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Everything You Need to Know About Composting

Compost is what gardeners call the garden’s gold, while composting is a unique procedure that one can easily carry out to convert organic waste into a garden’s gold. It is a simple yet powerful age-old method that lets you reduce waste such as yard trimmings, kitchen scraps, and certain paper products to create healthier gardens and contribute to a more sustainable future. What might appear as a dark, crumbling matter of food waste is black gold, which can remarkably enhance soil fertility. This article will dig further deeper into the details of composting and provide you with a holistic outlook.

Why Should You Compost?

Composting offers a multitude of benefits, making it a worthwhile endeavor for any garden enthusiast or environmentally conscious individual. First and foremost, composting reduces the amount of organic waste sent to landfills, where it releases greenhouse gases. Instead, composting allows us to recycle these materials and return them to the earth, closing the nutrient cycle. In addition to waste reduction, compost has numerous positive effects on soil health and plant growth and improves overall fertility. The improved soil structure promotes better root development, enhances nutrient uptake, and fosters a thriving soil ecosystem. Compost also aids in moisture retention, reducing the need for frequent watering, and acts as a natural soil conditioner, making it suitable for a wide range of plants and gardening practices.

Getting Started: What You Need

To begin your composting journey, you’ll need a few essentials. A compost bin or pile is the primary requirement, providing an enclosed space for the organic matter to break down. You can choose multiple options that entail:

You are also supposed to consider factors such as available space, aesthetics, and ease of maintenance when selecting your composting system.

What Can You Compost?

Understanding what you can compost is vital to maintaining a healthy and productive pile. Suitable materials for composting include:

  • Kitchen scraps: You may compost vegetable and fruit peels, crushed eggshells, tea leaves, coffee grounds, and non-greasy food scraps. You must avoid meat, dairy, oily foods, and fatty products, as they can attract pests or cause odor issues.
  • Yard waste: You may compost plant trimmings, grass clippings, and small branches. However, avoid weeds with mature seeds, diseased plant material, and invasive plants that can regenerate from cuttings.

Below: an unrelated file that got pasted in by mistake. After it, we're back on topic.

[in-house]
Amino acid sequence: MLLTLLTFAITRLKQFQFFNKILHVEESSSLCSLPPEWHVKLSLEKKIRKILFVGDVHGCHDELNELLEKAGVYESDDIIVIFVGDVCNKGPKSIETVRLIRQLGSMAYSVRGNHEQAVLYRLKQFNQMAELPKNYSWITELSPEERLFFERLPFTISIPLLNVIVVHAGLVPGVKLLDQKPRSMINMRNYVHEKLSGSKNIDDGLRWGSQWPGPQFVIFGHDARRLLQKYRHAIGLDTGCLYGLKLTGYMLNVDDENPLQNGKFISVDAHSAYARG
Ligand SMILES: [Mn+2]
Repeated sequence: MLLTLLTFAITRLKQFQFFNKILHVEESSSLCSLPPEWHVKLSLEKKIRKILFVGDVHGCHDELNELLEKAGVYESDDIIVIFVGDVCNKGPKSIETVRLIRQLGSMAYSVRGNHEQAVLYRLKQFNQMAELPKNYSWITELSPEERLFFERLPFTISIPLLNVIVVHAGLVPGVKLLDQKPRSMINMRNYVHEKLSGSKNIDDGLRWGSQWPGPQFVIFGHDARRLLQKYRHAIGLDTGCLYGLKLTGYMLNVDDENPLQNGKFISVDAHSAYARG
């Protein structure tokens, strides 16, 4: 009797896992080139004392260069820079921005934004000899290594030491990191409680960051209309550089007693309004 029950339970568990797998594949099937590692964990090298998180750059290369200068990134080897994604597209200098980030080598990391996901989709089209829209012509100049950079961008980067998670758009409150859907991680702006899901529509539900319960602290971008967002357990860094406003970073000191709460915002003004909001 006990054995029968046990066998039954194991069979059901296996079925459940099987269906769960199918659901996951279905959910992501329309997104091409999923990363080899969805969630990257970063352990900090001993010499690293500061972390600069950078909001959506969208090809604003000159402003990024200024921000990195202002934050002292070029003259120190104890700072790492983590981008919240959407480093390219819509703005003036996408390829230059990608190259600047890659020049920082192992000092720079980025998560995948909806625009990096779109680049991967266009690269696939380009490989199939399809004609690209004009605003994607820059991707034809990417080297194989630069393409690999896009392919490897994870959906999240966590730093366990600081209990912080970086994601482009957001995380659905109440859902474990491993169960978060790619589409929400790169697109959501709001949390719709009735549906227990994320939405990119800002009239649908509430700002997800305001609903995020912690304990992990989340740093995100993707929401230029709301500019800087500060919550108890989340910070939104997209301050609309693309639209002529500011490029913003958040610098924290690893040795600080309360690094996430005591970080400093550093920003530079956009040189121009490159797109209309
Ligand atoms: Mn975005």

• Paper products: Shredded newspaper, cardboard, paper towels, and napkins can all be added to the compost pile. However, glossy, or heavily inked paper should be avoided.
  • Natural fibers: Cotton and wool scraps and natural fibers such as jute or hemp twine can be composted.

The Composting Process

Composting is a biological process driven by a diverse community of microorganisms, including bacteria, fungi, insects, and earthworms. These organisms break down organic matter, converting it into compost. The process comprises the following phases:

Active Composting Phase

During the active composting phase, microorganisms rapidly break down the organic materials. It’s crucial to provide proper aeration by turning the compost pile regularly. Turning the pile allows oxygen to reach the microorganisms, promoting their activity and accelerating decomposition. Therefore, it is recommended to turn the pile weekly. 

Curing or Maturing Phase

After the active composting phase, the compost enters the curing or maturing phase. At this stage, the temperature gradually decreases, and the compost stabilizes. Letting the compost cure for several weeks to several months is recommended, allowing any remaining organic matter to decompose fully and the compost to mature. The resulting compost will be dark, crumbly, and earthy-smelling, indicating that it is ready to be used in the garden.

Troubleshooting and Tips

While composting is a relatively straightforward process, a few common challenges may arise. Here are some troubleshooting tips:

Foul Odors

Foul odors may indicate an imbalance in the compost pile, such as too much nitrogen or insufficient aeration. Thus, you may add more carbon-rich materials (browns) and turn the pile more often.

Excessive Pests

Pests can be attracted to compost piles that contain food scraps. Avoid adding meat, dairy, and greasy foods, as they can be particularly attractive to pests. Consider using a compost bin with a secure lid or covering food scraps with a layer of brown to deter pests.

Slow Decomposition

Check the carbon-to-nitrogen ratio if your compost pile is taking longer than expected to break down. Ensure a good mix of browns and greens to provide the necessary balance. Adjust the moisture levels by adding water if the pile is dry or incorporating dry materials if it’s too wet. Turning the pile more frequently can also help speed up decomposition.


To conclude, composting is a valuable practice that actively empowers individuals to contribute to waste reduction and sustainable gardening. It lets you divert organic materials from landfills and harness their potential to create nutrient-rich compost. Thus, we not only promote environmental stewardship but also enhance the health and productivity of our gardens. So, enjoy the process, embrace the magic of decomposition, and watch as your waste transforms into garden gold.